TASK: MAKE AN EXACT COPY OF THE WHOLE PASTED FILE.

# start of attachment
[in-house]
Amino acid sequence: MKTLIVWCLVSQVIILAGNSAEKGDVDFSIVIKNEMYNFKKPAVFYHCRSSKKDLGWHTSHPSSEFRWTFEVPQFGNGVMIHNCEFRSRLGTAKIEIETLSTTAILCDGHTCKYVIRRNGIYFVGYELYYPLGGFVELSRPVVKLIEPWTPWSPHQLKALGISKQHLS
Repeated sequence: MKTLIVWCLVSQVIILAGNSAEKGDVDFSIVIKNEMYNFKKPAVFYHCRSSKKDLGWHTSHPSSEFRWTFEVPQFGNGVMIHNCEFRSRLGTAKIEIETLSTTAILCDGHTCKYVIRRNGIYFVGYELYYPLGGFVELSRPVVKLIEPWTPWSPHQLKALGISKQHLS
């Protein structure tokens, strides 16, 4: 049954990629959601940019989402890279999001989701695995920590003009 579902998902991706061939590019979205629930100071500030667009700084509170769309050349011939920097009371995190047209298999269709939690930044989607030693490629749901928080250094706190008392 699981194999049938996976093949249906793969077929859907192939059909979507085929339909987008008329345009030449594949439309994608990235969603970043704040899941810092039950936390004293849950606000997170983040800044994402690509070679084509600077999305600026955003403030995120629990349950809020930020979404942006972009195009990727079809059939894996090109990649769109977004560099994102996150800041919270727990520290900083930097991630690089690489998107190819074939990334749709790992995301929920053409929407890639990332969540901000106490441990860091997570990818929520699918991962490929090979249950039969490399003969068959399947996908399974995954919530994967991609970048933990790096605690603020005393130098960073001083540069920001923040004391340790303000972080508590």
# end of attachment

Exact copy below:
[in-house]
Amino acid sequence: MKTLIVWCLVSQVIILAGNSAEKGDVDFSIVIKNEMYNFKKPAVFYHCRSSKKDLGWHTSHPSSEFRWTFEVPQFGNGVMIHNCEFRSRLGTAKIEIETLSTTAILCDGHTCKYVIRRNGIYFVGYELYYPLGGFVELSRPVVKLIEPWTPWSPHQLKALGISKQHLS
Repeated sequence: MKTLIVWCLVSQVIILAGNSAEKGDVDFSIVIKNEMYNFKKPAVFYHCRSSKKDLGWHTSHPSSEFRWTFEVPQFGNGVMIHNCEFRSRLGTAKIEIETLSTTAILCDGHTCKYVIRRNGIYFVGYELYYPLGGFVELSRPVVKLIEPWTPWSPHQLKALGISKQHLS
């Protein structure tokens, strides 16, 4: 049954990629959601940019989402890279999001989701695995920590003009 579902998902991706061939590019979205629930100071500030667009700084509170769309050349011939920097009371995190047209298999269709939690930044989607030693490629749901928080250094706190008392 699981194999049938996976093949249906793969077929859907192939059909979507085929339909987008008329345009030449594949439309994608990235969603970043704040899941810092039950936390004293849950606000997170983040800044994402690509070679084509600077999305600026955003403030995120629990349950809020930020979404942006972009195009990727079809059939894996090109990649769109977004560099994102996150800041919270727990520290900083930097991630690089690489998107190819074939990334749709790992995301929920053409929407890639990332969540901000106490441990860091997570990818929520699918991962490929090979249950039969490399003969068959399947996908399974995954919530994967991609970048933990790096605690603020005393130098960073001083540069920001923040004391340790303000972080508590």